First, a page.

Price war sparked by new BT rates

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The Independent Online
A price war in the long-distance telephone market looked set to erupt last night as Energis, the telecoms provider owned by the National Grid, slashed its prices for business calls to the US to just 10p, which is 50 per cent lower than BT's basic rate.

The move coincided with a promise from Telewest, the country's largest cable operator, that its customers would pay less than BT rates on every equivalent phone bill.

The price war was seen last night as a response to BT's lower rates, effective today, which were mandated by Oftel, the telecoms regulator.

Sam Howe, Telewest's vice-president of residential services, said: "Despite the hype and the millions of pounds BT has spent in the press and on the TV, their price reductions are being introduced at Oftel's instruction. Our position is simple, we'll keep our promise - every bill is cheaper."

Energis customers spending pounds 150 a month per location on national and international calls will be required to register with the company to be eligible for the cheap US offer.

Energis is also offering lower prices to Australasia, Japan and other countries in the Far East. Daytime calls to these regions would cost at least 24 per cent less than BT's basic rate, the company said.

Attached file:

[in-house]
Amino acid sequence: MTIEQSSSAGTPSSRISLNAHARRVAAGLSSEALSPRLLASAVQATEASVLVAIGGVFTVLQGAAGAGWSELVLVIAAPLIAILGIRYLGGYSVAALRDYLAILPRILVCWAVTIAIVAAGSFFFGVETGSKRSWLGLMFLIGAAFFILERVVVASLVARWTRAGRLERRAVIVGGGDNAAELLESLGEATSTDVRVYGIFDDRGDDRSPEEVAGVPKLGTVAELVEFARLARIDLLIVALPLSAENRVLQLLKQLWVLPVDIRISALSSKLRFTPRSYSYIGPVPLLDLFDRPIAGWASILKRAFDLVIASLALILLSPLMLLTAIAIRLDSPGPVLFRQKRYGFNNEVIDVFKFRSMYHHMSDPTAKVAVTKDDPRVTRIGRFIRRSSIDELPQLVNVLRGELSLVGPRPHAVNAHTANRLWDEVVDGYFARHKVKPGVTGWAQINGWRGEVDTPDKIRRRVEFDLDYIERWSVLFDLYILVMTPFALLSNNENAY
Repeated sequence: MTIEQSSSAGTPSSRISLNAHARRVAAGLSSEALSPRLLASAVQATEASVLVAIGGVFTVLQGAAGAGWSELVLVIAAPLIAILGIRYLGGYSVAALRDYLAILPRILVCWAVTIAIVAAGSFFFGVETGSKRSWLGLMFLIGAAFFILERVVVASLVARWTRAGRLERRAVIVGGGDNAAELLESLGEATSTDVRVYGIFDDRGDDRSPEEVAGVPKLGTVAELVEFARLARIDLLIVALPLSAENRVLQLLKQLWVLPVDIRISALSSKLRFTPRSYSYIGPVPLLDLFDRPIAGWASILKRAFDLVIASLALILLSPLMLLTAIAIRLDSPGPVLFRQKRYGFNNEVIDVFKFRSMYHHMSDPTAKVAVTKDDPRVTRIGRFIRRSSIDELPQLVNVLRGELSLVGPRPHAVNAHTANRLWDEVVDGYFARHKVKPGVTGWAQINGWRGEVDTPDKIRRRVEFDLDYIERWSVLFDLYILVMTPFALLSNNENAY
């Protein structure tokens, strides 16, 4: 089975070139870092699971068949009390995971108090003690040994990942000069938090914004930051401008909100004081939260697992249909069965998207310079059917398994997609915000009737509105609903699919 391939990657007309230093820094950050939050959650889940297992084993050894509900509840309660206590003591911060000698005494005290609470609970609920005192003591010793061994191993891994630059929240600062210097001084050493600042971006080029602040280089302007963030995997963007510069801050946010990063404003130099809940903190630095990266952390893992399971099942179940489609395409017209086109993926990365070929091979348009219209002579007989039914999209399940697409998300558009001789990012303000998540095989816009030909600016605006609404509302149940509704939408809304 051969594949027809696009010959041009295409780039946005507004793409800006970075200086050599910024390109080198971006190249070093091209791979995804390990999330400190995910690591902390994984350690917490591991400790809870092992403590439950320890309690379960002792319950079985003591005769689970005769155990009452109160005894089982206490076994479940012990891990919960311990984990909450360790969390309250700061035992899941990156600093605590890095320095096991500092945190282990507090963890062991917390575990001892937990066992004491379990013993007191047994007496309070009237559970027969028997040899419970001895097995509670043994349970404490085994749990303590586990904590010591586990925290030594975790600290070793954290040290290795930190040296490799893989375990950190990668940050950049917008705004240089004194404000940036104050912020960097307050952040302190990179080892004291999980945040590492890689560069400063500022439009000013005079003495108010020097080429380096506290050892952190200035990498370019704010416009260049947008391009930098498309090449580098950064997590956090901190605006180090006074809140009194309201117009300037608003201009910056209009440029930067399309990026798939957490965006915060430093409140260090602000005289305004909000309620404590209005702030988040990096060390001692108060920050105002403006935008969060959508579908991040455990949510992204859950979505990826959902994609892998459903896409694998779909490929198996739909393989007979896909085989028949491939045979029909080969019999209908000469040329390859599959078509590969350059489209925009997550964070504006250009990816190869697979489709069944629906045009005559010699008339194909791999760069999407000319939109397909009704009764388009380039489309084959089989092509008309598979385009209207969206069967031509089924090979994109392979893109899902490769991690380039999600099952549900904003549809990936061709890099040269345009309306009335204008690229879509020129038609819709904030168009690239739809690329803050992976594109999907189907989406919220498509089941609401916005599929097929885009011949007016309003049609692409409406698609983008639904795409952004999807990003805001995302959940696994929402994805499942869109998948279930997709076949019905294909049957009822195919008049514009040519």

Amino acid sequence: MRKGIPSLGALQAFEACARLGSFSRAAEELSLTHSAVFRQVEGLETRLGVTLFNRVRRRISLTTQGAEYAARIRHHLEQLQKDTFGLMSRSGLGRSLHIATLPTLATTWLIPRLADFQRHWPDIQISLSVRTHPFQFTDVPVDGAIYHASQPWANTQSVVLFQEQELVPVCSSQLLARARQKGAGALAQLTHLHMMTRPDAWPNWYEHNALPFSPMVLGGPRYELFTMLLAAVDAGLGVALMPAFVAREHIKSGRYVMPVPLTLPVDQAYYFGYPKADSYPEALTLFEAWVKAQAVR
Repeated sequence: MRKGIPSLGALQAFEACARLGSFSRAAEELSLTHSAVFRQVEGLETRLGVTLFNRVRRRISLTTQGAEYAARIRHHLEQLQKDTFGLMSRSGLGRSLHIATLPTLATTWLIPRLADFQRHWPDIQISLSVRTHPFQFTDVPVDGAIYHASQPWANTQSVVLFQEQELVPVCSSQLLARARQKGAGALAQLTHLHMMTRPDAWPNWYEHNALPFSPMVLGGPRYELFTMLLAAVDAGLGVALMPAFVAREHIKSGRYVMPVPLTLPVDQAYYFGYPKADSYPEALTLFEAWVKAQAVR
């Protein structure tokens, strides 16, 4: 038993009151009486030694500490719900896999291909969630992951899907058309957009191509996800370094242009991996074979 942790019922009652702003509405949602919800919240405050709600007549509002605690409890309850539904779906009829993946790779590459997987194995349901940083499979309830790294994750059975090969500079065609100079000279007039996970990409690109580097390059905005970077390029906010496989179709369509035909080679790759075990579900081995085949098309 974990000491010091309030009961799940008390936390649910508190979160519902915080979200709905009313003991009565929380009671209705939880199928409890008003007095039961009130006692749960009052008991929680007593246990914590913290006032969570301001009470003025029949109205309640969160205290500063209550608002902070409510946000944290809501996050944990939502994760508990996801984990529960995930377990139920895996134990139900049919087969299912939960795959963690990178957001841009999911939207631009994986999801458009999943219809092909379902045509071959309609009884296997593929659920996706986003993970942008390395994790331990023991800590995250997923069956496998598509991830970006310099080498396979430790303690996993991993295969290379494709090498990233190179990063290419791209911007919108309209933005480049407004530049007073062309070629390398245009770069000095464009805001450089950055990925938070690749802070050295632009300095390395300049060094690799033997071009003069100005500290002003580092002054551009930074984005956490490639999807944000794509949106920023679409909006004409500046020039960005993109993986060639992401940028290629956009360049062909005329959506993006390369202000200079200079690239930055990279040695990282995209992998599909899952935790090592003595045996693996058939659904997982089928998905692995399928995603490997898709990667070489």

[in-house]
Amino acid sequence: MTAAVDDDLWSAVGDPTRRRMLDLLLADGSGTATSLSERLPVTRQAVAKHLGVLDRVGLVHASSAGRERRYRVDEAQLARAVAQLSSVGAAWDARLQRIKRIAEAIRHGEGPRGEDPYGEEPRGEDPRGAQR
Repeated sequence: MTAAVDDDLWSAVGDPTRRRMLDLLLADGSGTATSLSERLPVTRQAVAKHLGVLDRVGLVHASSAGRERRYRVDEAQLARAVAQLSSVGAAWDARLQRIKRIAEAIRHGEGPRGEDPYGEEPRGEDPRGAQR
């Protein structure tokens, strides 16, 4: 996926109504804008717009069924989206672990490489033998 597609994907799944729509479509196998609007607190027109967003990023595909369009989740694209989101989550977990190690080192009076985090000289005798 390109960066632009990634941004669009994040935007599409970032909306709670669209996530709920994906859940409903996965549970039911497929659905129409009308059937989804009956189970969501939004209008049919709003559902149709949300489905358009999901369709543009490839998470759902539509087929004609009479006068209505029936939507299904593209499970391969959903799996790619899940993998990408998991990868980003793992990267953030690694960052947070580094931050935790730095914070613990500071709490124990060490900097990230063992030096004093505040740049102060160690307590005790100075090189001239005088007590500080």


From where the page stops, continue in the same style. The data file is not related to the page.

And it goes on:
Anticipating BT's lower rates, a range of smaller, specialised telecoms operators also vowed to undercut the prices charged by the market leader. Swiftcall, one of many "call-back" services which set prices on the basis of the difference between outgoing and incoming international calls, said it would match the 10p offer from Energis. Meanwhile, rerouting services such as Telefficiency said last night they would continue to offer prices at least 15 per cent lower than BT's long-distance rates.

BT said it was "relaxed" about the announcements. "This just goes to show that competition is alive and well in the UK," a BT spokesman said. "Everyone knows that BT is reducing its prices [today] and so the market is responding."

But BT threw down a challenge, saying the 10p US offer was "just one price among many from Energis." The spokesman said: "We believe that, across the board, BT is still offering a competitive package."

Prices, particularly in the long-distance market, are set to fall even further as BT adjusts to the lower price base set by Oftel. It is expected to have to slash prices in real terms by 7 per cent, and BT said yesterday the long-distance market was bound to see "significant further reductions".

BT already operates a range of discount schemes. It said that large users already got deep discounts on international calls.

Energis, which built its fibre-optic national network in just two years along existing rights of way used for its electricity infrastructure, said it aimed to keep the pressure on BT in coming months. Claiming it has the most modern network in the world, Energis's chief executive, Mike Gardiner, said: "It's the efficiencies of that technological lead which has given us price advantages in the UK, and we intend to maintain that position to provide competitive benefits in the future."

Energis supplies major corporate clients such as British Gas, ICL and Boots. It has earmarked the medium-sized business sector for some of its future growth.

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